Whisky Galore and the SS Politician
One of the most well known events in the
recent history of the Western Isles was
the wreck of the SS
Politician on the 5th February 1941
and the story was used by Compton Mackenzie for his book
Whisky Galore, and later for the
Ealing Studio comedy by the same name. Relics and images
can be seen at the
Politician pub and restaurant on Eriskay.
Politician was an 8000-tonne cargo ship which
left Liverpool on the 3rd February 1941 laden
with amongst other things 260,000 bottles of
whisky, bound for Kingston in Jamaica and New
Orleans. The whisky was for the American market
and therefore no duty had been paid. She sailed
up past the Isle of Man towards the Hebrides
where the winds increased to gale force.
On the morning
of 5th February a young man was combing a beach
in South Uist when he saw the ship in trouble
and beginning to list. After a valiant struggle
by the Captain, Beaconsfield Worthington, to
keep his ship on course, the SS Politician
eventually ran aground in the storm onto
sandbanks off the Isle of Eriskay where she
began to flood. Unfortunately as the ship had
veered off course an incorrect location was
given to the lifeboat crew on Barra. Local
islanders were roused and they set forth in a
sailing boat to offer assistance to the crew.
The lifeboat finally reached the ship and all
the crew were rescued.
the locals learned from the crew exactly what
the ship was carrying, a series of illegal
salvage operations took place at night, before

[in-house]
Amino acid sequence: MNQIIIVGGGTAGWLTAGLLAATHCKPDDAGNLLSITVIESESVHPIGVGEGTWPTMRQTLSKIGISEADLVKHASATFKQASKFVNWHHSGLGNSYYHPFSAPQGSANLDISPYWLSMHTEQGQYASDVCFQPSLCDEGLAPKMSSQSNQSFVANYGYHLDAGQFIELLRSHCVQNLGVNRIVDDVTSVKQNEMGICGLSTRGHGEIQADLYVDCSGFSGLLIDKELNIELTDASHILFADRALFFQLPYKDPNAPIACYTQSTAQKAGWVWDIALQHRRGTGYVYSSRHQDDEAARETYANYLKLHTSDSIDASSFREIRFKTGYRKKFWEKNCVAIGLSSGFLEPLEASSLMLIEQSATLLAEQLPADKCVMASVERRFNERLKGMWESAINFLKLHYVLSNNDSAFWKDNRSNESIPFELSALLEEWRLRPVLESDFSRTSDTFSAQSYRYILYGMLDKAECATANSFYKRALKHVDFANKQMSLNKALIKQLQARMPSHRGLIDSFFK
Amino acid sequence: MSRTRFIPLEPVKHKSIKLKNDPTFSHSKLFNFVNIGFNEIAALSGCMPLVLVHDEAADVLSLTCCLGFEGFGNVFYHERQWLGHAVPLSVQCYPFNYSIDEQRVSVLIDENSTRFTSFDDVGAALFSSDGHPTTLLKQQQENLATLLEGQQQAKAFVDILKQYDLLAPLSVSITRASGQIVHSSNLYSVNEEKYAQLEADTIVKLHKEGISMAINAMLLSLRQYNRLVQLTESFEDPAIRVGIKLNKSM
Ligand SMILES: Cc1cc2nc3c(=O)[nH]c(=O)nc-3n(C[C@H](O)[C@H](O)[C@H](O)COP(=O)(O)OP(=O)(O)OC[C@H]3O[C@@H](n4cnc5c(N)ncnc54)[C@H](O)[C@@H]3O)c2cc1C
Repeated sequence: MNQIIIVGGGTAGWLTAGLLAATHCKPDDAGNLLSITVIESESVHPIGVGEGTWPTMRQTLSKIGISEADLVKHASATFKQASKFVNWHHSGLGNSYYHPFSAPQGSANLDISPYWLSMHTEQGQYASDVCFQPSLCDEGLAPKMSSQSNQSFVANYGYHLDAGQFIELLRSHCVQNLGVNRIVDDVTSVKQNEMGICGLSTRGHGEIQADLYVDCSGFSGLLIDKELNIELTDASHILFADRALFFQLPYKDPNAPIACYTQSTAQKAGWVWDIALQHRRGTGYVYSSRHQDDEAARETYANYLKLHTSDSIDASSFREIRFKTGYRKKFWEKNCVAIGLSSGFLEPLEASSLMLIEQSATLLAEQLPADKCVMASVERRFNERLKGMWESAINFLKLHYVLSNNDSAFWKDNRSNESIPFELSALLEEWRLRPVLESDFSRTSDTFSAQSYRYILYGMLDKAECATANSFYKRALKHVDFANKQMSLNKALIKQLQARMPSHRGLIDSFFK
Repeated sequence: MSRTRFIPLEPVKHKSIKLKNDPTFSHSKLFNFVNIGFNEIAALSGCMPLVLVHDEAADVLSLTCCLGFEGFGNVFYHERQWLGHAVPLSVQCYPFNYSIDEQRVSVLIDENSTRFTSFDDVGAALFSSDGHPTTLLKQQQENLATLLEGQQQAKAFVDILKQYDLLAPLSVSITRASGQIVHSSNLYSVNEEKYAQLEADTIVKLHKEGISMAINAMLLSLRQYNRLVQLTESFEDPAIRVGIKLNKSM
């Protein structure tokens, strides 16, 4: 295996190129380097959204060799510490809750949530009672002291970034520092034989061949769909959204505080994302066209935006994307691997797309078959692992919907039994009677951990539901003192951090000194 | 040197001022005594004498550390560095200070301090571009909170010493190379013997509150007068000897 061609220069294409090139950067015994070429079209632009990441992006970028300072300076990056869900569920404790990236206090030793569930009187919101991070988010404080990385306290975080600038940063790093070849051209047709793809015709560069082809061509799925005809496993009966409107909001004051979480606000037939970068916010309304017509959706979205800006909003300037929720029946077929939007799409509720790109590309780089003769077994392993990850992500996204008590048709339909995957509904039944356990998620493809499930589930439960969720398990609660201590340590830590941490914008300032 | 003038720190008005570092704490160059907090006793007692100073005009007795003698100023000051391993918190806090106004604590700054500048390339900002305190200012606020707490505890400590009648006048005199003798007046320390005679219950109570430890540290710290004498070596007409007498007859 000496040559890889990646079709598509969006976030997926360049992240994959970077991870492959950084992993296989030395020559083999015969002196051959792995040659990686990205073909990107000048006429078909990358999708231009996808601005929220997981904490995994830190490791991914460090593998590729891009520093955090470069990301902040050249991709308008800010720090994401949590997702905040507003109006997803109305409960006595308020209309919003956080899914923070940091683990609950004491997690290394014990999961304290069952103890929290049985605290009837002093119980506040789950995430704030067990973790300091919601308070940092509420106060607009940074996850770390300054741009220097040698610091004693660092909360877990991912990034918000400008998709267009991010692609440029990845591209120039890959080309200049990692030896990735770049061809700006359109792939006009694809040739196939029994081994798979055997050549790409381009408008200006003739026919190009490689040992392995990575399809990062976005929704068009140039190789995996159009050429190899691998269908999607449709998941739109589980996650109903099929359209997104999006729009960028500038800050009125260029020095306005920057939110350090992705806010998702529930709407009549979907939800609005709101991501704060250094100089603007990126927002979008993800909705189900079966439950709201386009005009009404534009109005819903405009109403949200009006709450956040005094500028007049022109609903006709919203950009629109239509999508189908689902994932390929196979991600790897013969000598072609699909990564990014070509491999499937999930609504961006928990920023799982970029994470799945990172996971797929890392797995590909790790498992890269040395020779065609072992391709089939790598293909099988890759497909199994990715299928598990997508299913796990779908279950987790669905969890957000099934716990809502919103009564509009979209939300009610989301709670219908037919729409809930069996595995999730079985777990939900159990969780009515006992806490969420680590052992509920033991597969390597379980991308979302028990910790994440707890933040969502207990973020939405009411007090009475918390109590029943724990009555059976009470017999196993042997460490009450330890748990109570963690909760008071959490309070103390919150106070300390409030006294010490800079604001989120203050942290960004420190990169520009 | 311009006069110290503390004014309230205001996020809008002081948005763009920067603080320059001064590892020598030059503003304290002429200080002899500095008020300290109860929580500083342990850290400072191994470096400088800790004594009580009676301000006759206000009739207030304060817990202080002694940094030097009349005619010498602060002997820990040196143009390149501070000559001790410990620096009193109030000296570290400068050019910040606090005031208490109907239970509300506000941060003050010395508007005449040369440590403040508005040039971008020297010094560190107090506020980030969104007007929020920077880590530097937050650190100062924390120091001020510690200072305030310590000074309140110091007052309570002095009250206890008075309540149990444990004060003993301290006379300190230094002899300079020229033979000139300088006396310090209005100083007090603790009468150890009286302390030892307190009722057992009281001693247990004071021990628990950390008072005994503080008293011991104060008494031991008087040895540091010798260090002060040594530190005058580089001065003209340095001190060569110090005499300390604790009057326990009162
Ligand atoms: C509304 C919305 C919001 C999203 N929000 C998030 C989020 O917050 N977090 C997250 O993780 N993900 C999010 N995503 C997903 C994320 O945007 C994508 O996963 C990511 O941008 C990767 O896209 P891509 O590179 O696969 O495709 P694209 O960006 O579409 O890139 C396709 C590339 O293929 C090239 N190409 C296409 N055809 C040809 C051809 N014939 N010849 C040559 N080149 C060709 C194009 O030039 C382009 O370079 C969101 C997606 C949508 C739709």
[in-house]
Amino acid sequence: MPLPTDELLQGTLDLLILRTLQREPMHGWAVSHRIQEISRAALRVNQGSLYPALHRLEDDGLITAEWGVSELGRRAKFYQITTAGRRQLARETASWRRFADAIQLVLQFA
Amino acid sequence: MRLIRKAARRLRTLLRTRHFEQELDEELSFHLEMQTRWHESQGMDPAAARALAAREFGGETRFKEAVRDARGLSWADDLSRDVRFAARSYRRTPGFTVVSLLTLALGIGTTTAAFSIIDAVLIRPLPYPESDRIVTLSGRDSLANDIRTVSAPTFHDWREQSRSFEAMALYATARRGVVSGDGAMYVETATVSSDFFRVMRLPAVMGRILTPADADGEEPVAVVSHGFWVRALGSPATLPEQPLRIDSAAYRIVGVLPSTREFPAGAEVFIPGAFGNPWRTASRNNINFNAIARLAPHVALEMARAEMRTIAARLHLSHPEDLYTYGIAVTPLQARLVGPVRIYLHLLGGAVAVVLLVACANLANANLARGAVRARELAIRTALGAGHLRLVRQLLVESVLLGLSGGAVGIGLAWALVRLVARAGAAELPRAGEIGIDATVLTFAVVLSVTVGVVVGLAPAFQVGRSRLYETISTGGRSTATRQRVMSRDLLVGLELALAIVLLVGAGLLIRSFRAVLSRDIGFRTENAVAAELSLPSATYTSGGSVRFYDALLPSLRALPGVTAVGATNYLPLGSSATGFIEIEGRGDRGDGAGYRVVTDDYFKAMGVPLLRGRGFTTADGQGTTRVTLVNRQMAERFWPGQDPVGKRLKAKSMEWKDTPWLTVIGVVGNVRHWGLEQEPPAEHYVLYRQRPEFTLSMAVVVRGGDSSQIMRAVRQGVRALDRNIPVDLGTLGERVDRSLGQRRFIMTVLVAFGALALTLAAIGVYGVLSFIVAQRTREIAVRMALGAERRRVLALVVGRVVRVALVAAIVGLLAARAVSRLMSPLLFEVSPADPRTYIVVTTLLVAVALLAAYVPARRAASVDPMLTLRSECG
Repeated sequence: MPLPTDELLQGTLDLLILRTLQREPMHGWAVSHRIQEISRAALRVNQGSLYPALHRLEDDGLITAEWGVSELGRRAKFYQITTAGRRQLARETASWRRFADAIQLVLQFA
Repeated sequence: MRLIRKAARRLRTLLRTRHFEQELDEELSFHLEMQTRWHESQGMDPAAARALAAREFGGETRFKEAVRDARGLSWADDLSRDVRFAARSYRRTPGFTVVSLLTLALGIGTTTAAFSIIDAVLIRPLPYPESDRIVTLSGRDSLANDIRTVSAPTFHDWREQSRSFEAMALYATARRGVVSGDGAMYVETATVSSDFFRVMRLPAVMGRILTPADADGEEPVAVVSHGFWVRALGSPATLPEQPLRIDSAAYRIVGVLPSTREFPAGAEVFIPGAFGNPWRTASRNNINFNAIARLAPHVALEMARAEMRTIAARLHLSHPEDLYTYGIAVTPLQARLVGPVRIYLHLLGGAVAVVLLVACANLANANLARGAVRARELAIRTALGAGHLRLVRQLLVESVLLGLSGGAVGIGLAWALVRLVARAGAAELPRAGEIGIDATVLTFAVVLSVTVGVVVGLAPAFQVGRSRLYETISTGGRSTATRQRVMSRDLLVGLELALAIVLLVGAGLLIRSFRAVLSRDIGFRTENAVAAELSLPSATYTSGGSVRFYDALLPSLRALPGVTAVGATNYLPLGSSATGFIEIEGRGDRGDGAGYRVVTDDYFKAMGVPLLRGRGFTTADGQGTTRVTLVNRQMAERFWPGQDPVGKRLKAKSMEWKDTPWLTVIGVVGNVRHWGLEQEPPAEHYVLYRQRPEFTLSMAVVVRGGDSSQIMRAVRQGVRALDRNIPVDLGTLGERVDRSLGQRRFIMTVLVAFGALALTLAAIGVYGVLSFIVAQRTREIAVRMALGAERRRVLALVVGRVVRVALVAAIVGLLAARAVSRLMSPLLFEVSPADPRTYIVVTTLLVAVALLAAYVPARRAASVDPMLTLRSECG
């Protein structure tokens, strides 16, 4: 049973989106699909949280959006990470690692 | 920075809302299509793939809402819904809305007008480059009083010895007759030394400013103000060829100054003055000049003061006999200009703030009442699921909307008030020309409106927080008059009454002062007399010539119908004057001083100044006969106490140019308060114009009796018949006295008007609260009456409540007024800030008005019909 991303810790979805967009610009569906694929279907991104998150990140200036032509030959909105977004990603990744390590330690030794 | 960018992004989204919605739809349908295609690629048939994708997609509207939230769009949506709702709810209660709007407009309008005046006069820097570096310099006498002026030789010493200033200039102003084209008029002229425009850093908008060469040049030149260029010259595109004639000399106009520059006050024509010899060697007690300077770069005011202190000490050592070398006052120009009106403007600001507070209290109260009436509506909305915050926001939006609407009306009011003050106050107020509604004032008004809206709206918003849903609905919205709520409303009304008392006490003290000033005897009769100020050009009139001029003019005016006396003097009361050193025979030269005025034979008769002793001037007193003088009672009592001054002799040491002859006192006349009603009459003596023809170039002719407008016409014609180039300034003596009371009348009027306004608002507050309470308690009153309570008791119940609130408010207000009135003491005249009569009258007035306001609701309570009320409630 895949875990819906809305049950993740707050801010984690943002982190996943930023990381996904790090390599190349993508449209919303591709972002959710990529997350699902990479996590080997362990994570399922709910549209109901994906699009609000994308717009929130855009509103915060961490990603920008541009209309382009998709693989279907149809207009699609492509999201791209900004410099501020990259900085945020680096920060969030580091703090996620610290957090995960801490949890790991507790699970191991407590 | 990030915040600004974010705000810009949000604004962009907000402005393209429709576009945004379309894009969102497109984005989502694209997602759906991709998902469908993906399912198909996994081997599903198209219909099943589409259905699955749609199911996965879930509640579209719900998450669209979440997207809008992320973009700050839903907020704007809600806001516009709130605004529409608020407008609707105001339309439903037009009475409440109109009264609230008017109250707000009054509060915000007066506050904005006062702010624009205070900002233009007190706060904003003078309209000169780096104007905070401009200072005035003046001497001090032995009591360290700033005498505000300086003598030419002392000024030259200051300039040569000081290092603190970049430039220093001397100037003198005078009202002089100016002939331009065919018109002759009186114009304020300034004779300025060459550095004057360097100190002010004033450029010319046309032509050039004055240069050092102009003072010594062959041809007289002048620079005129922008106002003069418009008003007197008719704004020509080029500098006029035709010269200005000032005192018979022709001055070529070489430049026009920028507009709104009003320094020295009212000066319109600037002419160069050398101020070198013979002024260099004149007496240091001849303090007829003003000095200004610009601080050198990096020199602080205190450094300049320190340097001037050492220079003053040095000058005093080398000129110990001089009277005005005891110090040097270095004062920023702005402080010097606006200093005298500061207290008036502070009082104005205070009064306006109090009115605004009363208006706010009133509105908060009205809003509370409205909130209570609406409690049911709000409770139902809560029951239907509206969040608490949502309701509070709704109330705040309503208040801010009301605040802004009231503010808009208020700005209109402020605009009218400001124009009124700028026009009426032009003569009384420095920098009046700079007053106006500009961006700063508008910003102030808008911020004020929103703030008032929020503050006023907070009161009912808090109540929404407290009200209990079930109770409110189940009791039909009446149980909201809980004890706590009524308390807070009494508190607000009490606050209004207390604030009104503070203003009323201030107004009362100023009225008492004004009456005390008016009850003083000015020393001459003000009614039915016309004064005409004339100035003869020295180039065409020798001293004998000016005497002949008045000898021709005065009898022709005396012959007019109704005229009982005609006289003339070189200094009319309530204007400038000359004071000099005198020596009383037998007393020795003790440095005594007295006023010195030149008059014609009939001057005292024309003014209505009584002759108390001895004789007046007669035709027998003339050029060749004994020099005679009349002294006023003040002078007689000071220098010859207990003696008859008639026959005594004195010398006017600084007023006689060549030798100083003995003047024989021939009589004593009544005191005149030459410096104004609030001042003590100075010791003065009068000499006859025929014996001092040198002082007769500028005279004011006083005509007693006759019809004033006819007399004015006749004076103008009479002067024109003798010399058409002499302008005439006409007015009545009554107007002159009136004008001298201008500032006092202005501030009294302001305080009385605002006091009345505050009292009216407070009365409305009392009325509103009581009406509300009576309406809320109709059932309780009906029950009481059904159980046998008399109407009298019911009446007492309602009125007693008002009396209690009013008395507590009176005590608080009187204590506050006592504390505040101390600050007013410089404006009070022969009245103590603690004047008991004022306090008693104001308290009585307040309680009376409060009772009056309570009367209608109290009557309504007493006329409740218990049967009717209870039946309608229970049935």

the customs and excise officials arrived. The
islands supplies of whisky had dried up due to
war-time rationing, so the islanders
periodically helped themselves to some of the
260,000 bottles of whisky before winter weather
broke up the ship. Boats came from as far away
as Lewis as news of the whisky travelled across
the Outer Hebrides. No islander regarded it as
stealing, as for them the rules of salvage meant
that once the bounty was in the sea, it was
theirs to rescue.
of course was not the view of the local customs officer, Charles McColl,
who was incensed at the blatant thievery that was going
on. Not a penny had been paid in duty for this whisky so Mr
McColl whipped up a furore and made an official complaint to the police. Villages were raided and crofts
were turned upside down. Bottles were hidden, secreted, or
drunk in order to hide the evidence.
On 26 April at Lochmaddy
Sheriff Court a group of men from Barra pleaded guilty to theft
and were charged between three and five pounds. Mr McColl was
furious at the leniency of the men's sentences, but the police,
being mainly locals themselves, were tired of the bothering the
locals who had not, in their minds, done such a bad thing.
However. Mr McColl continued his crusade against these illegal
salvagers and some of the men were sentenced to up to six weeks
in prison in Inverness and Peterhead.
at sea, the official salvage attempts were not going too well, and it was
eventually decided to let the Politician remain where she was.
Mr McColl, who had already estimated that the islanders had
stolen 24,000 bottles of whisky, ensured that there would be no
more temptation. He applied for, and was granted, permission to
explode her hull and as one islander, Angus John Campbell,
commented: "Dynamiting whisky. You wouldn’t think there’d be men
in the world so crazy as that!"
In 1987 Donald MacPhee, a
local South Uist man, found eight bottles of whisky in the
wreck. He sold them at auction for £4,000.
The wreck of
the SS Politician still lies off the coast of
Eriskay, although it is below the water line as
winter gales have destroyed the deck and cabins.
In 1988 the island got its own ‘legitimate’ pub,